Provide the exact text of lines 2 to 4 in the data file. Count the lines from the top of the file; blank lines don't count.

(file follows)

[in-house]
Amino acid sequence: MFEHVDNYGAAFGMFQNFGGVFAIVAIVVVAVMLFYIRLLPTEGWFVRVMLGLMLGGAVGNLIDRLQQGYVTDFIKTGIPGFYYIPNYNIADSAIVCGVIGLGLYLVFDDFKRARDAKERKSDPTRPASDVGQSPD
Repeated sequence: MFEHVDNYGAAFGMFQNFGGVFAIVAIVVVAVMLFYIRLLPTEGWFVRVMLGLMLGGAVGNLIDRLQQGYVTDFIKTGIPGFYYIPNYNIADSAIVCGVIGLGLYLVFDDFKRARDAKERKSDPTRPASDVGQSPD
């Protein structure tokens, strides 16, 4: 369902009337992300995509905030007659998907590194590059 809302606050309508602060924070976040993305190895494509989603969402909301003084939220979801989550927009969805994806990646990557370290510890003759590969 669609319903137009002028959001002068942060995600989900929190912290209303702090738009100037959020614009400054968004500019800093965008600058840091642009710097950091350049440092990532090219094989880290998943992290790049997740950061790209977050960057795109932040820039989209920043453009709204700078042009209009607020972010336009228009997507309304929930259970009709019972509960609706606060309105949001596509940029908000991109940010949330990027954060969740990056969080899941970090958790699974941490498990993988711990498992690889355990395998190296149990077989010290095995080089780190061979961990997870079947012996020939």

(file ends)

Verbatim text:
Amino acid sequence: MFEHVDNYGAAFGMFQNFGGVFAIVAIVVVAVMLFYIRLLPTEGWFVRVMLGLMLGGAVGNLIDRLQQGYVTDFIKTGIPGFYYIPNYNIADSAIVCGVIGLGLYLVFDDFKRARDAKERKSDPTRPASDVGQSPD
Repeated sequence: MFEHVDNYGAAFGMFQNFGGVFAIVAIVVVAVMLFYIRLLPTEGWFVRVMLGLMLGGAVGNLIDRLQQGYVTDFIKTGIPGFYYIPNYNIADSAIVCGVIGLGLYLVFDDFKRARDAKERKSDPTRPASDVGQSPD
């Protein structure tokens, strides 16, 4: 369902009337992300995509905030007659998907590194590059 809302606050309508602060924070976040993305190895494509989603969402909301003084939220979801989550927009969805994806990646990557370290510890003759590969 669609319903137009002028959001002068942060995600989900929190912290209303702090738009100037959020614009400054968004500019800093965008600058840091642009710097950091350049440092990532090219094989880290998943992290790049997740950061790209977050960057795109932040820039989209920043453009709204700078042009209009607020972010336009228009997507309304929930259970009709019972509960609706606060309105949001596509940029908000991109940010949330990027954060969740990056969080899941970090958790699974941490498990993988711990498992690889355990395998190296149990077989010290095995080089780190061979961990997870079947012996020939």